Is the 2020 Acura MDX Sport Hybrid Worth Buying?
Have you ever wanted an Acura NSX in the form of a three-row SUV? Well, the Acura MDX Sport Hybrid is kind of it. We say that because Acura utilized the same hybrid powertrain format as the NSX, flipped it, and stuck it on their three-row SUV. It sounds like a great formula for success when it comes to power and fuel economy, however, we’re not sure if it’s worth the extra money over the non-hybrid Acura MDX.
It’s all in the numbers
Believe it or not, the Acura MDX is the best-selling three-row SUV of all time. In fact, it’s the only three-row SUV in its class to have more than 50,000 units sold per year, for six consecutive years. That fact was surprising to us, but now that we know that, we’re not too surprised that Acura tried to spruce things up a little back in the 2017 model year by adding a hybrid model.
However, the MDX Sport Hybrid wasn’t released just for the sake of gas mileage. As you can tell from the moniker “sport hybrid,” Acura was concentrating on the power and performance of this heavy SUV, which is likely why they used the same technology from the NSX. And in case you’re wondering what the technological trickery actually amounted to, the MDX Sport Hybrid achieves 321 hp and 289 lb-ft of torque, as opposed to the regular MDX’s 290 hp and 267 lb-ft.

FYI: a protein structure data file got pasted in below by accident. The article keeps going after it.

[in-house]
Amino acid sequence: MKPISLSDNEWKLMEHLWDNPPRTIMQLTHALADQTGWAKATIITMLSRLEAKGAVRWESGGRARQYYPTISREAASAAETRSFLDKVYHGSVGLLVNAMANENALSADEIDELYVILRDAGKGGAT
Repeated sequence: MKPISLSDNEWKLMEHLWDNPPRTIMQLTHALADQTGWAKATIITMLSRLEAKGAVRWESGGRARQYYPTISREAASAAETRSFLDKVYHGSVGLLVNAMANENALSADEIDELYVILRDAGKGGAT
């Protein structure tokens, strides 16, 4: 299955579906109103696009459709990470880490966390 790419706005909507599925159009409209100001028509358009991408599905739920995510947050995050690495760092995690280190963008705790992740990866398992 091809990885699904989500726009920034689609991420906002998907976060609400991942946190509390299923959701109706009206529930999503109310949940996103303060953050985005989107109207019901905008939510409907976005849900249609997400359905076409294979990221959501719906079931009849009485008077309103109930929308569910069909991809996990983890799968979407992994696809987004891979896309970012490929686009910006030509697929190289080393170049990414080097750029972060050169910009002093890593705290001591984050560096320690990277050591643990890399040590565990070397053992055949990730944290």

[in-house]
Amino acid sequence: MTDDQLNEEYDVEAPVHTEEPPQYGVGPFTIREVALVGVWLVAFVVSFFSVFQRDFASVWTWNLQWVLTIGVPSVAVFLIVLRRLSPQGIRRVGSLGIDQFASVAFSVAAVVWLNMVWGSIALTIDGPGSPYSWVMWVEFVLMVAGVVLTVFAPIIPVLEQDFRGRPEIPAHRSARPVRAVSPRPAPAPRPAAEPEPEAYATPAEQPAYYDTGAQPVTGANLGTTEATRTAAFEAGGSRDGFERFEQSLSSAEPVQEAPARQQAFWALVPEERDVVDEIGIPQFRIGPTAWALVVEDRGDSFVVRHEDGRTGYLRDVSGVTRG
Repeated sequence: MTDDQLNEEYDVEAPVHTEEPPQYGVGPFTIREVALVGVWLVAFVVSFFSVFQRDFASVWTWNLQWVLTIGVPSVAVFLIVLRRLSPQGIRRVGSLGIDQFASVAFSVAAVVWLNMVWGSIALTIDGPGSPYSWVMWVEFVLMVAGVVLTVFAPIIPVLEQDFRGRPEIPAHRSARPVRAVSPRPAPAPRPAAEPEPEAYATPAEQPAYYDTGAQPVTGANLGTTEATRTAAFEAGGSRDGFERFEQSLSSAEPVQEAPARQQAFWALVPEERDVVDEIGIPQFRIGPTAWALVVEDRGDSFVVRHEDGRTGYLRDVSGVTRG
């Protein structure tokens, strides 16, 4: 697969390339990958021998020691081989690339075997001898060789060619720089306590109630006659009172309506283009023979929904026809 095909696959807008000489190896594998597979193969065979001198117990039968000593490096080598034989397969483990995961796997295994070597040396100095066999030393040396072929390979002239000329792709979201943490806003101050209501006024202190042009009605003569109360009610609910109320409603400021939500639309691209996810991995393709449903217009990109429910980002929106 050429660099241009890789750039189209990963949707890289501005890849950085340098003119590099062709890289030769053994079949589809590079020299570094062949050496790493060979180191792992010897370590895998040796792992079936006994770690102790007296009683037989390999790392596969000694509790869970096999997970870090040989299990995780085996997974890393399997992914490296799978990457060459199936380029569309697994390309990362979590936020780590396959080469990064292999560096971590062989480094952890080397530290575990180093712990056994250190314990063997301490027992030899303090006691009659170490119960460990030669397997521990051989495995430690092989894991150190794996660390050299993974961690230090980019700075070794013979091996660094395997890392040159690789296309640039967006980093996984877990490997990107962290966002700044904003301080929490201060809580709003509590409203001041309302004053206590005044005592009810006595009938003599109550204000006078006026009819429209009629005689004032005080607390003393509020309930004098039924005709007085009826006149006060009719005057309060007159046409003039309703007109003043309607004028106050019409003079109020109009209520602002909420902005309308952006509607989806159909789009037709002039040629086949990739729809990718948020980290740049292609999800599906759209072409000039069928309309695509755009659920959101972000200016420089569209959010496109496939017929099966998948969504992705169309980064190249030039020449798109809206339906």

So what do the numbers amount to?
As we can see, the 10 percent increase in horsepower and 8 percent increase in torque doesn’t really equate to much when all of that power is lugging around nearly 4,500 pounds of body weight, but what’s worse is that Acura doesn’t recommend that you do any towing the MDX Hybrid. Well, then it has to be sporty, right? According to outlets like Kelley Blue Book and Digital Trends, not so much.
The Acura MDX Sport Hybrid uses a 3.0-liter V6 engine that’s paired with a three-motor hybrid system and coupled to a seven-speed dual-clutch transmission. There is an electric motor up front that drives the front wheels and two separate motors on the rear axles to drive the rear wheels. Additionally, the Sport Hybrid uses Acura’s Super Handling All-Wheel-Drive system to get more power to the ground. But all of this really only equates to an “athletic yet more efficient driving manners, according to KBB, as well as “plenty of low-end grunt when pulling away from a stop,” according to Digital Trends.
But it has to make up for it at the pump, right?
So it seems that the Acura MDX Sport Hybrid’s fancy powertrain and all-wheel-drive configuration doesn’t do too much when it comes to all-out power – and does nothing when it comes to towing – so it must be great when it comes to gas mileage, right? Again, not really.
For reference, the Acura MDX AWD with the regular 3.5-liter V6 engine is able to achieve 19 mpg in the city and 26 on the highway and the Sport Hybrid isn’t that much more impressive. According to the EPA, the electronically assisted MDX is able to achieve up to 26 mpg in the city and 27 mpg on the highway.
It’s not like we were expecting 40 mpg out of an SUV this big, but those aren’t exactly numbers to write home about. In either case, we would recommend saving the $1,500 to $2,000 premium that you would need to spend to get the hybrid powertrain and stick with the regular Acura MDX, or just get a Kia Telluride like everyone else.